The DNA double helix is held in place with the hydrogen bonding of purines to pyrimidines. Recall that hydrogen bonds are weak interactions, not like the covalent bonds of the phosphate-furanose backbone. Thus, DNA is held together, but can be pulled apart for transcription to RNA or for DNA replication.

DNA Transcription

DNA replication: Every time a cell divides, all of the DNA of the genome is duplicated (called replication) so that each cell after the division (called a daughter cell) has the same DNA as the original cell (called the mother cell).

DNA Transcription

DNA transcription: For the genetic code to become a protein, it goes through a transcription step. DNA is transcribed into RNA (a single-strand nucleic acid). The RNA is then shuttled away from the DNA to the region of protein synthesis.

CD Transcription

RNA translation: RNA is translated from a nucleic acid code into the amino acid sequence of a protein.

CD Translation

Thus, the DNA gene code is able to duplicate to maintain consistency throughout the person’s body and throughout the person’s life. DNA is also used to make proteins through the use of an RNA intermediate.


Lipids include fats and waxes. Several vitamins, such as A, D, E and K, are lipid soluble. Perhaps the most important role of lipids is in forming the membranes of cells and organelles. In this way, lipids enable isolation and control of chemical processes. They also play a role in energy storage and cell signaling.

Lipid molecules forming cell membranes are comprised of a hydrophilic “head” and hydrophobic “tail.” A phospholipid bilayer is formed when the two layers of phospholipid molecules organize with the hydrophobic tails meeting in the middle. Scientists believe that the formation of cell-like globules of lipids was a vital precursor to the origin of cellular life, since membranes physically separate intracellular components from the extracellular environment. Thus, lipid membranes enclose other macromolecules, confine volumes to increase the possibility of reaction, and protect chemical processes. Proteins with hydrophobic regions float within the lipid bilayer. These molecules govern transport of charged or lipophobic molecules in and out of the cell, such as energy molecules and waste products. Some of these lipids also have attached carbohydrate molecules jutting out of the membrane are important for cell recognition as mentioned previously.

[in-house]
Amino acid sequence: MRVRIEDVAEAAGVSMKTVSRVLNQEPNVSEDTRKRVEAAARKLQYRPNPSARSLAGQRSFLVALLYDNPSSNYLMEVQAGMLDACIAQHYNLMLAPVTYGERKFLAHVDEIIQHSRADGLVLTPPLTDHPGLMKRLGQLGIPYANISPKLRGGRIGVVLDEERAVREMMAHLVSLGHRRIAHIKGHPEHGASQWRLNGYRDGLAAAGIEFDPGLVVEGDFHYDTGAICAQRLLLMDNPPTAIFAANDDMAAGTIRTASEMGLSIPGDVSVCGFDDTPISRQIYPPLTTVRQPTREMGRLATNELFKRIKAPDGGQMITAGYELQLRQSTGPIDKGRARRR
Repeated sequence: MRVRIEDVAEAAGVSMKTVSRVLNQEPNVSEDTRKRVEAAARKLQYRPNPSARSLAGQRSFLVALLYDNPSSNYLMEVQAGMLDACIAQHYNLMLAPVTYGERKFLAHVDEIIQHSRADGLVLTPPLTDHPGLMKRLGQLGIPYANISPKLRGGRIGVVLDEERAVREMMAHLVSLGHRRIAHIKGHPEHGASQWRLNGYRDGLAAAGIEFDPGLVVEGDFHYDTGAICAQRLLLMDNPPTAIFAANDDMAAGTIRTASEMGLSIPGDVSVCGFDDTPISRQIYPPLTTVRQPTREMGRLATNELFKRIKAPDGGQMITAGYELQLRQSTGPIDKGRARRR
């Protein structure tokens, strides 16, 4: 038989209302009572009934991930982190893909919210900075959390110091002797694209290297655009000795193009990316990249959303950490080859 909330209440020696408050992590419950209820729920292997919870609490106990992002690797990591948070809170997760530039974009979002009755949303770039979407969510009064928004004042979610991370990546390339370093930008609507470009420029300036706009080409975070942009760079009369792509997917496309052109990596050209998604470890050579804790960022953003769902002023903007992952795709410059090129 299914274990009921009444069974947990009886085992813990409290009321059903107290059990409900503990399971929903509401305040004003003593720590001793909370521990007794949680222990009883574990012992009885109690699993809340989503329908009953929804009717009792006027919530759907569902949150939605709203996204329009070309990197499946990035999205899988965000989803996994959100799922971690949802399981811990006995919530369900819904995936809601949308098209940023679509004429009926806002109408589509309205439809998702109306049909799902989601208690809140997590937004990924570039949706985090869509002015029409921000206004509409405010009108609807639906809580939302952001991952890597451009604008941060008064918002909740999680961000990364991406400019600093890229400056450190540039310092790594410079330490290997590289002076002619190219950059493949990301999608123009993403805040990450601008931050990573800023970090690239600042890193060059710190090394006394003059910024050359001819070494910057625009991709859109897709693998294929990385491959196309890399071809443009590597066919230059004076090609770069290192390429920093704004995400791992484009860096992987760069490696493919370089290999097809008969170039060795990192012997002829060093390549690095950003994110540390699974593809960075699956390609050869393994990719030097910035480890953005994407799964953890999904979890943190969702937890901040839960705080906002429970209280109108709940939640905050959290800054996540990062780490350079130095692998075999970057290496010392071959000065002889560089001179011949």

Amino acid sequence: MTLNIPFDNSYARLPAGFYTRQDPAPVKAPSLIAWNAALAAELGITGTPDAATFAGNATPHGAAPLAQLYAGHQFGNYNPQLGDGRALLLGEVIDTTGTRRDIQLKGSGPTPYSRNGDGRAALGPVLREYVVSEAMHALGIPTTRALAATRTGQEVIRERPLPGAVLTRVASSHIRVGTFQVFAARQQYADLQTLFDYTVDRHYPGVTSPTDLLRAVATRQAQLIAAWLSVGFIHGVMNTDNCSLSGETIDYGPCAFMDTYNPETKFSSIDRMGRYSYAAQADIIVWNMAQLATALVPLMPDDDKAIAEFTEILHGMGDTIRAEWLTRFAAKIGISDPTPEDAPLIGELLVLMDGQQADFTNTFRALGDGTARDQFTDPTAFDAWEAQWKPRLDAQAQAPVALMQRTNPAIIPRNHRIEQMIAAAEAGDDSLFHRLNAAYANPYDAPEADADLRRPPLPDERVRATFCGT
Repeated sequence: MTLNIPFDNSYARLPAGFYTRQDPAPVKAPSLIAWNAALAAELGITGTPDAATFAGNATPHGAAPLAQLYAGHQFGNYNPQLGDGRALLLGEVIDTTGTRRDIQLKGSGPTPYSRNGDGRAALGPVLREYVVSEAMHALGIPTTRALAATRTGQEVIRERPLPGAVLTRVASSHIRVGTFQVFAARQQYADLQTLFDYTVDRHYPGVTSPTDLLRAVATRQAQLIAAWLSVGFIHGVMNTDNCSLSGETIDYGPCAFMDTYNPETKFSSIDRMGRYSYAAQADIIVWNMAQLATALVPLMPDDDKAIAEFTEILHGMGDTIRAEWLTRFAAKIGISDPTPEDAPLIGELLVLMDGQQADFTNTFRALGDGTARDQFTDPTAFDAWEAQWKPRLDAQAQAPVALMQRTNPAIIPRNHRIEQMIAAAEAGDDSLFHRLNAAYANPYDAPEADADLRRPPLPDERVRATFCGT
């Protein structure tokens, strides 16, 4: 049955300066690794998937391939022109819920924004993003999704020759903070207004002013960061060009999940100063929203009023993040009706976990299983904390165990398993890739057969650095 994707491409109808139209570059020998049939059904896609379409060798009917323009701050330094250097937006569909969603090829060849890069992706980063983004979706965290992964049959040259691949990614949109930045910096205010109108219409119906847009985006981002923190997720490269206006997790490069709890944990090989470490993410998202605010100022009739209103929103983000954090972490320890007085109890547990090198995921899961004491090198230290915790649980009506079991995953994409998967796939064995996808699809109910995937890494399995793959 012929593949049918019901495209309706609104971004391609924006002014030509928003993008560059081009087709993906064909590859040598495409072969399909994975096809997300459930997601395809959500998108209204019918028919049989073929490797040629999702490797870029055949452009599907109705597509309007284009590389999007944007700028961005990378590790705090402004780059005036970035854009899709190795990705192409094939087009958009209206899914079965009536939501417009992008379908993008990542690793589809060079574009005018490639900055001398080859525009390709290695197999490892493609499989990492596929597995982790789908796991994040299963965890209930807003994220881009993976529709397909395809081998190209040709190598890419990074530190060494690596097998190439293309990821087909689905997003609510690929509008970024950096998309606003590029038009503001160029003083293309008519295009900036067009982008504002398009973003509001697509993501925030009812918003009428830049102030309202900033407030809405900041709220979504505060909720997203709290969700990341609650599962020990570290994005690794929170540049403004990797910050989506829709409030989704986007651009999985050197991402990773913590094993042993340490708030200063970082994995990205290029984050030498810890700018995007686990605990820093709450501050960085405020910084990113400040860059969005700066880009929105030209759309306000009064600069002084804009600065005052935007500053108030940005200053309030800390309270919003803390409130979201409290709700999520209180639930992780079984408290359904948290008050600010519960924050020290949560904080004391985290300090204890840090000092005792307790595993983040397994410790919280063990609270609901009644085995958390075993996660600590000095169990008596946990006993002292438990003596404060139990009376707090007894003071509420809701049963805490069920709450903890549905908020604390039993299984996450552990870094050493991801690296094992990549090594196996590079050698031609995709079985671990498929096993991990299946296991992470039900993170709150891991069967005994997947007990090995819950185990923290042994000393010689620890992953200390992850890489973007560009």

Lipids are also vital energy storage molecules. Carbohydrates can be used right away, and lipids provide long-term energy storage. Lipids accumulate in adipose cells (fat cells) in the body. As part of the catabolic process, from the days when humans had to forage for food, excess carbohydrates can be converted into lipids, which are then stored in fatty tissue. Ultimately, too many ingested carbohydrates and lipids lead to obesity.


  1. Image: Protein Structures, Image description: The primary structure is the sequence of amino acids that make up the polypeptide chain. The secondary structure is maintained by hydrogen bonds between amino acids in different regions of the original strand. The tertiary structure occurs as a result of further folding and bonding of the secondary structure, and is the functional form of the protein. The quaternary structure is formed as a result of interactions between two or more tertiary polypeptide chains.
  2. Image: Structure of RNA and DNA, Image description: The nucleobases of Ribonucleic acid (RNA) are adenine, cytosine, guanine, and uracil. The nucleobases of Deoxyribonucleic acid (DNA) are adenine, cytosine, guanine, and thymine. RNA consists of a single strand with a sugar-phosphate backbone, while DNA has two sugar-phosphate backbones, which twist to form its characteristic double helix shape.


Share This Book